Small Is Beautiful

E F Schumacher, "Economics as if People Mattered"

I read it in college and thought it was fuzzy-headed crap.

But perhaps it's time to read it again... maybe I can see it as a model for individual action, rather than recommendation for imposed Solution. : Schumacher challenges the doctrine of economic, technological, and scientific specialization and proposes a system for Intermediate Technology, based on smaller working units, co-operative ownership, and regional workplaces using local labor and resources. With the emphasis on the person not the product, Small is Beautiful points the way to a world in which Capital serves People instead of People serving Capital.

Hi Bill Seitz, There's a core to 'Economics as if...' and some similar work which is quite soundly based on a more thorough analysis of systems with economic parts than is found in Western or Marxist economic theories. 'Economics is a form of brain damage' said Hazel Henderson.

But I agree that it would be a horrible imposed solution, as would most any: imposition implies neglecting the intellegence of the imposed, the opposite of what EF Schumacher suggested. Indeed, these insights may well guide individual action; they may have their greatest benefit in guiding small, committed groups. To learn more I suggest you peruse: ...and especially Hazel Henderson's book 'Creating Alternative Futures'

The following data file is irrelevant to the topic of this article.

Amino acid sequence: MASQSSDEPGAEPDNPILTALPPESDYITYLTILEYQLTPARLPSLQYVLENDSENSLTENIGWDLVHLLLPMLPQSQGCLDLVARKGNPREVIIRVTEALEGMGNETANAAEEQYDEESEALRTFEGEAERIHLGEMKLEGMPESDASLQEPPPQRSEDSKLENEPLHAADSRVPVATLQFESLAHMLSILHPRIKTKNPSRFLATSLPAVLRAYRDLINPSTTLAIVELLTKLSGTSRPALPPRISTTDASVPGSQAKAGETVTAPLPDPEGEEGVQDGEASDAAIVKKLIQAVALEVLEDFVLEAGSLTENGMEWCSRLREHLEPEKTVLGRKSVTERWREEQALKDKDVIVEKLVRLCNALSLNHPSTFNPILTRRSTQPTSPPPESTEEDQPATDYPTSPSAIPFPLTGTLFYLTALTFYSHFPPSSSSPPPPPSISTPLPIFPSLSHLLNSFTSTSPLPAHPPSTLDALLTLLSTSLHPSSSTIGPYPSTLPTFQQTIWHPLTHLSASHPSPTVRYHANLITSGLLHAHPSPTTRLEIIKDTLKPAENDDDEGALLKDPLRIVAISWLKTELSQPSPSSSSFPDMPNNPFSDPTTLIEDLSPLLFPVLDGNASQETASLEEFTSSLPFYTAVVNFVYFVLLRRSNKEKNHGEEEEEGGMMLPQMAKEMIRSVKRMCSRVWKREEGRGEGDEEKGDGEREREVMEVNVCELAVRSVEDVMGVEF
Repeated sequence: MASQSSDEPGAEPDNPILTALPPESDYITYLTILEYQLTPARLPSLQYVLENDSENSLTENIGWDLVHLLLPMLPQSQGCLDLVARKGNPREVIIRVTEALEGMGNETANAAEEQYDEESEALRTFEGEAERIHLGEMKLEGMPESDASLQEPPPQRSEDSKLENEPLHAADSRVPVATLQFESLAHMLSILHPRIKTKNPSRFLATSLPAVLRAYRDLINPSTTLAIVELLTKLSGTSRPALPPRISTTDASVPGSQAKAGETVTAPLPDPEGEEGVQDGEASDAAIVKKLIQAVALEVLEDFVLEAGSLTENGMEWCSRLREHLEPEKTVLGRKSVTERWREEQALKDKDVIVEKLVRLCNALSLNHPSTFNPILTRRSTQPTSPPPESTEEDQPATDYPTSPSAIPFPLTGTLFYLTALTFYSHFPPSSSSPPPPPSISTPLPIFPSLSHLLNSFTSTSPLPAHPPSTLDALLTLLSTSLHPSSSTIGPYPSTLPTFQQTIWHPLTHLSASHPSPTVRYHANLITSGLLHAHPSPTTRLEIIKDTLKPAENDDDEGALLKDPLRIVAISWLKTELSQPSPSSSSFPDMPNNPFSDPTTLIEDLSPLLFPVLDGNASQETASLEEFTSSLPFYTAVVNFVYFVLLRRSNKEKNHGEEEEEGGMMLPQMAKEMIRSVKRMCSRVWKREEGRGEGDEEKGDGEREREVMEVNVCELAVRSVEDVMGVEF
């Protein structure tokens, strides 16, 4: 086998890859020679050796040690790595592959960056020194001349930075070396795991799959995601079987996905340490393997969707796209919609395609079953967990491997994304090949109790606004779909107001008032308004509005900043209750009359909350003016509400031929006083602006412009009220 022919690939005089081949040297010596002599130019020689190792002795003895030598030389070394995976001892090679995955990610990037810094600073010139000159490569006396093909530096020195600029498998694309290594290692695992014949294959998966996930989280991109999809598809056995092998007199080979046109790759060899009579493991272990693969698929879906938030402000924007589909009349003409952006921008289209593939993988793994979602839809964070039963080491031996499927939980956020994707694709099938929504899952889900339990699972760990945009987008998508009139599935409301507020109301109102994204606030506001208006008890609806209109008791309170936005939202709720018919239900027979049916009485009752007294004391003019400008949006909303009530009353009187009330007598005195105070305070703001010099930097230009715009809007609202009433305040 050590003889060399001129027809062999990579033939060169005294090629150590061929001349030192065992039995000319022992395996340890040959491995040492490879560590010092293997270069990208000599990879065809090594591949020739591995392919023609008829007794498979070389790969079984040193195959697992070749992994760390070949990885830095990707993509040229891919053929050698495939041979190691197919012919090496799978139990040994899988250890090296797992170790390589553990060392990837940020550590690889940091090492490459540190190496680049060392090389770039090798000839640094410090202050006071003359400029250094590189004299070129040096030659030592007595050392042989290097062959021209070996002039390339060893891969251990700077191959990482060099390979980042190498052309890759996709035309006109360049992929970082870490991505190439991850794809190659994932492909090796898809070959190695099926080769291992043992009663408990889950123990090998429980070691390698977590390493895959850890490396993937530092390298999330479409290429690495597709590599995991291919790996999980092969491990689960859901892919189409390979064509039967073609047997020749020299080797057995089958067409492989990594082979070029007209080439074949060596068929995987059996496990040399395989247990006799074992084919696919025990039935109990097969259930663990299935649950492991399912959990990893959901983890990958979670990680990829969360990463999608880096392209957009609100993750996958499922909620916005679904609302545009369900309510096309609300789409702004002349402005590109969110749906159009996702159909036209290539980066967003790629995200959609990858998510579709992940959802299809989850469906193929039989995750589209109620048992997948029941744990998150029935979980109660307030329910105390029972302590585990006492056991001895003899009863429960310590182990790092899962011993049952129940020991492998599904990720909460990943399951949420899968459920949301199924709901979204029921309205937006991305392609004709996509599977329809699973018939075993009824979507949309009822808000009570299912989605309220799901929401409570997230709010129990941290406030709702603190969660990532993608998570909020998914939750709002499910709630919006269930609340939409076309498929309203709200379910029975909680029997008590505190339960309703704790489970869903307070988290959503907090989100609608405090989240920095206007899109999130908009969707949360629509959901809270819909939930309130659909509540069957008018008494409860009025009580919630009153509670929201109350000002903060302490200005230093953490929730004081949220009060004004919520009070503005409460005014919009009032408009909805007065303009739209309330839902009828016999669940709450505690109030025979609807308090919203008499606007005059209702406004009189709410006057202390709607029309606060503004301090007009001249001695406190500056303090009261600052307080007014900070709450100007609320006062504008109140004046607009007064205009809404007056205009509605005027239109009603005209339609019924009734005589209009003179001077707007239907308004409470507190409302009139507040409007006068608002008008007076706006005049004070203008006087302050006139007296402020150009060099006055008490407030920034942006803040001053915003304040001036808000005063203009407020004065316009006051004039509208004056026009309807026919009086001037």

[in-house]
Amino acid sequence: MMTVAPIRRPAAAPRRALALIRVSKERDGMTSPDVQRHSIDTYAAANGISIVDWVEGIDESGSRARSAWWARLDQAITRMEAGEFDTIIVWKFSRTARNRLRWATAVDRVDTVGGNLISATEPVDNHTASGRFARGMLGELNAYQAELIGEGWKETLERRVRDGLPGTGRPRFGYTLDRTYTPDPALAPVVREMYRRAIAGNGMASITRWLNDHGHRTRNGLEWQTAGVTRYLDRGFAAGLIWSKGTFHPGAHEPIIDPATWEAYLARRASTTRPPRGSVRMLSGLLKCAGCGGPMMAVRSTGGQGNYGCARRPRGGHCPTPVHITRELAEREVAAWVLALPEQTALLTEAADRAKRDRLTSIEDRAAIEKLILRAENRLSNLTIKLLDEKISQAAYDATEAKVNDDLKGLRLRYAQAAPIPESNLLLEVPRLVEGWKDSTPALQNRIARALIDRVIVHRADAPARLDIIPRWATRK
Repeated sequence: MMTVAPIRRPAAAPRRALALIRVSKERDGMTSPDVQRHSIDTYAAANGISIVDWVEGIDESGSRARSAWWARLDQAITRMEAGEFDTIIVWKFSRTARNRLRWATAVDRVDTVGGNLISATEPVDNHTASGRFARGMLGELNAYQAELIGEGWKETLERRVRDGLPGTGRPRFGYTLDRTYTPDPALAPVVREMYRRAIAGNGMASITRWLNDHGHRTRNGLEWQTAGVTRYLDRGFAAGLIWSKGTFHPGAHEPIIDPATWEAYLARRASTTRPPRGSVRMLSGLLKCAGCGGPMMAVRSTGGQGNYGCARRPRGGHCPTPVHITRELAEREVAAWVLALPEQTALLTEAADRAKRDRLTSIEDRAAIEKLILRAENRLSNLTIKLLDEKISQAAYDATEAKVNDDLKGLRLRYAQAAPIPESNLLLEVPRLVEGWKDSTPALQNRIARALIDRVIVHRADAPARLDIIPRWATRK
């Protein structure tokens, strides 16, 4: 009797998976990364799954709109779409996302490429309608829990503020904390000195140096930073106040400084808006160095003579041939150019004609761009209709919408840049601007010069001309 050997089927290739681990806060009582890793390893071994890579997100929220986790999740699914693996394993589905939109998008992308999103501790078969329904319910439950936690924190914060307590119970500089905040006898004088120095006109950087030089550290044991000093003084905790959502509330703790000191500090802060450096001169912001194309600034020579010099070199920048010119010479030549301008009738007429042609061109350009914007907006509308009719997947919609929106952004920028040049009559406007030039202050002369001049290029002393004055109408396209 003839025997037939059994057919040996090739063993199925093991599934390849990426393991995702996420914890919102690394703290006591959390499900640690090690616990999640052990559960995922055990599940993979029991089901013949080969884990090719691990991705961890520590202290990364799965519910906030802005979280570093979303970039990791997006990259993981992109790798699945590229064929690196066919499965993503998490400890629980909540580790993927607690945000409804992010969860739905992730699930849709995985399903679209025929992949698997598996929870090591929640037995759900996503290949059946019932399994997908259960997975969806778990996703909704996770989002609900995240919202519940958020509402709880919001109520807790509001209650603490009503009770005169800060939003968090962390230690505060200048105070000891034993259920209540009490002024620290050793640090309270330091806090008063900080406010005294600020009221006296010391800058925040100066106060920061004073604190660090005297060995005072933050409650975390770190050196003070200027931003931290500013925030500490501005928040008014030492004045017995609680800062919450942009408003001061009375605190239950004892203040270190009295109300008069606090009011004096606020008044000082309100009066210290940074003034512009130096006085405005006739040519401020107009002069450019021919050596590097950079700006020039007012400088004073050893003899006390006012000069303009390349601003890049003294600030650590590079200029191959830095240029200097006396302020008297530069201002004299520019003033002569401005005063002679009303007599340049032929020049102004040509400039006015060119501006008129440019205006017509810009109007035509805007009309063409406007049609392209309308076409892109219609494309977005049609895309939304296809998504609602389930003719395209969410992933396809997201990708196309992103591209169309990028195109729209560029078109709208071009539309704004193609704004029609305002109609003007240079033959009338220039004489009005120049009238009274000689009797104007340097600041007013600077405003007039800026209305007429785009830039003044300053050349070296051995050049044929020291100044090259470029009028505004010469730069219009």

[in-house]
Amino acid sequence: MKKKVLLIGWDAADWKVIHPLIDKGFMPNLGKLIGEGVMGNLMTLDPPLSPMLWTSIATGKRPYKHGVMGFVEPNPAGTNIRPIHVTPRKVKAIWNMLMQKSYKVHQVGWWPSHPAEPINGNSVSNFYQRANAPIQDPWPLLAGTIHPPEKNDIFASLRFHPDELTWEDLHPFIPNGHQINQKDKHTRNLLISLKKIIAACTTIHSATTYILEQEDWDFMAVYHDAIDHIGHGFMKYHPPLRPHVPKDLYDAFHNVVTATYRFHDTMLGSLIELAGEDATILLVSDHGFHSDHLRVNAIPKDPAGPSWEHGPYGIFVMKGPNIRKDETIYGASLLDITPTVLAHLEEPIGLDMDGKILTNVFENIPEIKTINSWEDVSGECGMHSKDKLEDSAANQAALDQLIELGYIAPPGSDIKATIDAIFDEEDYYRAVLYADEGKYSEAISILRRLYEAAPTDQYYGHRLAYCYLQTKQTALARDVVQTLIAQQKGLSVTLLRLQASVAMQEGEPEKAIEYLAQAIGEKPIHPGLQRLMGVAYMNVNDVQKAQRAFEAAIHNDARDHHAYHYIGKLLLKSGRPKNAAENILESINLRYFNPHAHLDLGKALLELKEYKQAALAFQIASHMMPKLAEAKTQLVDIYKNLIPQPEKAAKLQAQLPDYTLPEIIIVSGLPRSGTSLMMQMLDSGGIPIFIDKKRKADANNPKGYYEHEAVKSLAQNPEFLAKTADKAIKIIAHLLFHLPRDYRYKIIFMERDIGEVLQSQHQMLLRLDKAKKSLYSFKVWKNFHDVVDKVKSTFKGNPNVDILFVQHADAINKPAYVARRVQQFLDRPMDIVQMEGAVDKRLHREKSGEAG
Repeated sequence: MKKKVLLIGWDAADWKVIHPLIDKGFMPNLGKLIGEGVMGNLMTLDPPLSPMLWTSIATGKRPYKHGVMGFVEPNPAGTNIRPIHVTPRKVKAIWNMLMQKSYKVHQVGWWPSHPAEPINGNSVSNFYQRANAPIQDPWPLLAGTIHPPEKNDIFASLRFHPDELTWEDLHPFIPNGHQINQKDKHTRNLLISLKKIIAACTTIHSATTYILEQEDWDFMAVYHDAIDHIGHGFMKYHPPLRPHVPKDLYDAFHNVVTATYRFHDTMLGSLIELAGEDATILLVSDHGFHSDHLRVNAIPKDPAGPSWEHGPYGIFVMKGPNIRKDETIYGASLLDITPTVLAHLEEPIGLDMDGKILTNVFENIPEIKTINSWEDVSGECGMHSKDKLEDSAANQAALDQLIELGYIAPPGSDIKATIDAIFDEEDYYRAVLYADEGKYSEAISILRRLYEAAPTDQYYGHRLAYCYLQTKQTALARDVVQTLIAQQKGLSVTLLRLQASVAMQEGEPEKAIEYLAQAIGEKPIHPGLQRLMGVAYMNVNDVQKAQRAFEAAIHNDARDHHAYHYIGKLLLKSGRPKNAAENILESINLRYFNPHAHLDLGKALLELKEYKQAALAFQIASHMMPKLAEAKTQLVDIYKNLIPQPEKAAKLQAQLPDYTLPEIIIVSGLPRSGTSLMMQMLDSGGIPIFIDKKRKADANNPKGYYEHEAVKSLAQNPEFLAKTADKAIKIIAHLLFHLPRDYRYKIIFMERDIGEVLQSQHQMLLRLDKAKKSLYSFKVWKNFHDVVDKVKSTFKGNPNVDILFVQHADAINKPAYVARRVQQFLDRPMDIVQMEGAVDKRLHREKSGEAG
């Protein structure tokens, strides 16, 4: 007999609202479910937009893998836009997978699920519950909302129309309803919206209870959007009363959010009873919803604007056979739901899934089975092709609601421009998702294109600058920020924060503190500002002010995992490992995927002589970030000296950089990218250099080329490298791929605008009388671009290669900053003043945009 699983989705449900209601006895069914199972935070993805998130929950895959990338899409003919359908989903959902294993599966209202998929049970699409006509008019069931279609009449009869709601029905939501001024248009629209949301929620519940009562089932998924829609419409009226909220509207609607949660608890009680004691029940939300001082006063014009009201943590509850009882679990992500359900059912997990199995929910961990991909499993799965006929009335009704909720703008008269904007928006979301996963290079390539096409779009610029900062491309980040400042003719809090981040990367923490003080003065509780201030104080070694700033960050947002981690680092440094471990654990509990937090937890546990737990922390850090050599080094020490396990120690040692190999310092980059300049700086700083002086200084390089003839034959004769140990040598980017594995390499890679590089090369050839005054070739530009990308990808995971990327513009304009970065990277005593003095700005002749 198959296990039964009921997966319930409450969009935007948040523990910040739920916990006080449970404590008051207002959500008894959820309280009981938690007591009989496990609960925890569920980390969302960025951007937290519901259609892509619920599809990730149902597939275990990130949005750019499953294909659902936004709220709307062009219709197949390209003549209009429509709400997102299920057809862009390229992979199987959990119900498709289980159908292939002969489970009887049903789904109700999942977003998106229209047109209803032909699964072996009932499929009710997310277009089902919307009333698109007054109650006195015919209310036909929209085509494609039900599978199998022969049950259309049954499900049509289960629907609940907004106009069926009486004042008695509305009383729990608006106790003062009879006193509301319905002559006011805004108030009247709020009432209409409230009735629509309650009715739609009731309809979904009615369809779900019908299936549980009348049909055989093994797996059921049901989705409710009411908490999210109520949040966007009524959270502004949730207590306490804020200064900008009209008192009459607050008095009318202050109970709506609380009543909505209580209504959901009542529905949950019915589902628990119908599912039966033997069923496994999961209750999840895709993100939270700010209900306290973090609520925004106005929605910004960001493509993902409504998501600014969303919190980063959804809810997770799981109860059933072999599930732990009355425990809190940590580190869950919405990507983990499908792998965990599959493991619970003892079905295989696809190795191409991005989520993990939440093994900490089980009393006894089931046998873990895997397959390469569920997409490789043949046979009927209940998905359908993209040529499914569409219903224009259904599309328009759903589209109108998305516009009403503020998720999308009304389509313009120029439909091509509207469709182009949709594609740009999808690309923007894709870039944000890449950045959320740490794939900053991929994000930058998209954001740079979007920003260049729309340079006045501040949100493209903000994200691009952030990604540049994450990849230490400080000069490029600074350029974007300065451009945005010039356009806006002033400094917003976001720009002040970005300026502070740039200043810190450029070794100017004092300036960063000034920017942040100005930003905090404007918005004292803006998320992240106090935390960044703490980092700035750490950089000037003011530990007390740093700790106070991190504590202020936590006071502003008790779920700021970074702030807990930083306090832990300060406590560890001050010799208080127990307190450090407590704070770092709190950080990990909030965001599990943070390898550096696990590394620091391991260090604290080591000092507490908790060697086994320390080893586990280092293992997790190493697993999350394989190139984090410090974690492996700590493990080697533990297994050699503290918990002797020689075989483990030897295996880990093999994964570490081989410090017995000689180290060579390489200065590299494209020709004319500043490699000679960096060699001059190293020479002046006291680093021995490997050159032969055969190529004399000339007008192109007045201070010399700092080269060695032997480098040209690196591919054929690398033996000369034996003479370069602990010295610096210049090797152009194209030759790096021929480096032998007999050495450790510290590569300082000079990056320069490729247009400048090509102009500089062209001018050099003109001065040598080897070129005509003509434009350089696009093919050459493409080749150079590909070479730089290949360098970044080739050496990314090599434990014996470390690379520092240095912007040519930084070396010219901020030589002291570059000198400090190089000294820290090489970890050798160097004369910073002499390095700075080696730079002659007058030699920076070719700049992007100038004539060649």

In many ways the core insight here is contained in the old english parable, 'The Goose That Laid the Golden Egg.' --BrianCady

Schumacher 31 years later --2003/11/15 19:22 GMT
Schumacher is still relevant. One of his major insights, that capitalism's foundations are deeply flawed: namely, natural resources are wrongly treated as income. Therefore our civilization will come to a wrenching conclusion, I believe sooner rather than later. Admittedly, the 'rich' will last longer than the 'poor', and I suppose, for the self-centered and ignorant human being - that is all that counts. Schumacher wrote about Wisdom, and I think that is what he was getting at. I think it is a heart a spiritual, non-material message that is lost in the get/consume - get more/consume more world economy we lived in then and which continues with increasing velocity and violence today.

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